Dragonflies are usually quite short-lived, maybe only a week. Often an over-mature, older individual will be fading in tone and colour. This is an over-mature female black darter dragonfly found yesterday at Thursley Common NNR. It was resting on the sand, soaking up warmth for energy. Unlike many of the other dragonflies seen yesterday, this individual allowed fellow photographer Paul and I to get up really close with our macro lenses. I believe it stayed put for so long as it’s trying to conserve as much energy as possible in it’s old age. What a privilege though!
I was instantly struck by it’s fragility and faded colours. Black darters are our only truly black species and mature males are very striking, deep black with a few flashes of yellow. They’re also our smallest species of dragonfly! This individual had become parchment-like and translucent. The blacks had faded to blue-grey and brown tones while the eyes had become much lighter in tone and were strikingly beautiful. There really is a haunting beauty in the ageing of many winged insects that strikes a chord with me. It made me think of the Visage song Fade To Grey:
Feel the rain like an English summer Hear the notes from a distant song Stepping out from a back shop poster Wishing life wouldn’t be so long
Male Migrant Hawker dragonflies are on the wing, defending their territories. I love watching them! They have a flight pattern and favourite areas to hover. That’s the trick to photographing them in flight! Of course they don’t always stick to the pattern exactly so it can take a bit of patience. Of all the flight images that I’ve captured over the weekend, this shot taken from above is definitely my favourite. It’s a perspective that I haven’t managed before. Standing on the boardwalk at Heather Farm allowed be to get above this particular dragon. It was late in the day so I used a slower shutter speed than normal (1/200th) in the fading light, but it gave a really pleasing effect to the wings.
I’m taking part in the Wildlife Trust’s challenge 30DaysWild this June. The challenge is to do something wild every day! There are lots of ideas for exploring wildlife and nature on the website and app. I like to get outdoors as much as possible but, sometimes my fatigue stops me from doing much.
Having a lot of local nature reserves is a big help! If I can manage to spend just an hour or so at Wisley or Heather Farm on Horsell Common, I feel so much better, physically and mentally. It gives me the opportunity to survey the areas for the wildlife that I love and just to breathe fresh air and relax to the peacefulness and sound of birdsong.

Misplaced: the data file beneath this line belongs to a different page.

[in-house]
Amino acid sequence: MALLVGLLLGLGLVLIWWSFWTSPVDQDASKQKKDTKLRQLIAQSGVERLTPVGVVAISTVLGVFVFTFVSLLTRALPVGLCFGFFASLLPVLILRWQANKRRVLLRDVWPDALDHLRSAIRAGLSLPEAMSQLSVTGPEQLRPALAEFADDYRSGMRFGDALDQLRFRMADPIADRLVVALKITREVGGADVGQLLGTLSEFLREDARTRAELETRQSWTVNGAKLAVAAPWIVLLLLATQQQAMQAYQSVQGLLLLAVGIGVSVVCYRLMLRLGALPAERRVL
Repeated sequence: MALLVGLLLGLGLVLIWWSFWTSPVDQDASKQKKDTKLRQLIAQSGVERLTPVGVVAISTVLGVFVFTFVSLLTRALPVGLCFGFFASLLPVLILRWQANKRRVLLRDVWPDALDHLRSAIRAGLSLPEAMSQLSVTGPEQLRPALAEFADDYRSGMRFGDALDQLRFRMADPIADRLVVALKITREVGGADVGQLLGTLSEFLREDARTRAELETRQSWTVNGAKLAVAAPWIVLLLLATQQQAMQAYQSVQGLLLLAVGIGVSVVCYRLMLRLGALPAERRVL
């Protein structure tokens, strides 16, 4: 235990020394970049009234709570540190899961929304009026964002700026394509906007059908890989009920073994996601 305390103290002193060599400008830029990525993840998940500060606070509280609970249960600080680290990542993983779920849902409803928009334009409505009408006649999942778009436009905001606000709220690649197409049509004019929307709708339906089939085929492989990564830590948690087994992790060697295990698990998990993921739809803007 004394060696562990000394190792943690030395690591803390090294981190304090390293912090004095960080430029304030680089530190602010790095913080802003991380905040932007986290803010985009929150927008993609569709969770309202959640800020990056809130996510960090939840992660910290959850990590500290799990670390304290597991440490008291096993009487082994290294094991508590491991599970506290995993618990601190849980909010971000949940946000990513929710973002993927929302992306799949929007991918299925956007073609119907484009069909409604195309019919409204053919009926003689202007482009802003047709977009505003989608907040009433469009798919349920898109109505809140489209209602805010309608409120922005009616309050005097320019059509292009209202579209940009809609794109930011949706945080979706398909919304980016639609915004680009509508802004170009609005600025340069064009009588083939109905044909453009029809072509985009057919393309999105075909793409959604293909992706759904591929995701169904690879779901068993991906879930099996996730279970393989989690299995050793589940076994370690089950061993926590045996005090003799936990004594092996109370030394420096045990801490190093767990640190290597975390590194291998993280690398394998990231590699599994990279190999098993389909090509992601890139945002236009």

This male banded demoiselle was my first challenge image that I shared straight to Twitter. Everyone has really loved it so I’m sharing it again today, with a wider audience and for the ShareMondays, Wex Mondays and Fotospeed challenges.
The beauty is a common blue butterfly, a real favourite of mine! The beast in question is an Ichneumonid wasp. They are parasitoids, meaning that their larvae infect and feed on other invertebrates, eventually killing the host. I think this particular wasp is Apechthis compunctor, which lays its’ eggs in the pupae of butterflies. The adult often emerges from the butterfly itself. No small wonder that I would see them at NT Denbies Hillside, amidst the wonderful array of blue and copper butterflies that were on the wing. I can’t be 100% on my ID as these insects aren’t a specialist knowledge of mine, also there are well over 2000 species of ichneumonids in the UK! Watching this wasp actually fly right up to the common blue that I was photographing was fascinating, even though it gave me the creeps. I just kept photographing, hoping that I could capture a shot that told a story of the interrelationship between invertebrate species. This has to be my story and photograph of the week, even if there is an undercurrent of horror about it! Ecology is all about the interrelationships within specific ecosystems. Every time I get to watch something like this I learn more.
We’ve got a dreadful infestation of Sawfly in our communal gardens and they’re wrecking my beautiful roses. They’ve been sprayed several times with no discernible effect. I’ve been out squishing larvae and adults everyday, but still they multiply! Help!
I can stand to look at the adult Flesh Fly, they’re really quite pretty, the larvae though, gross!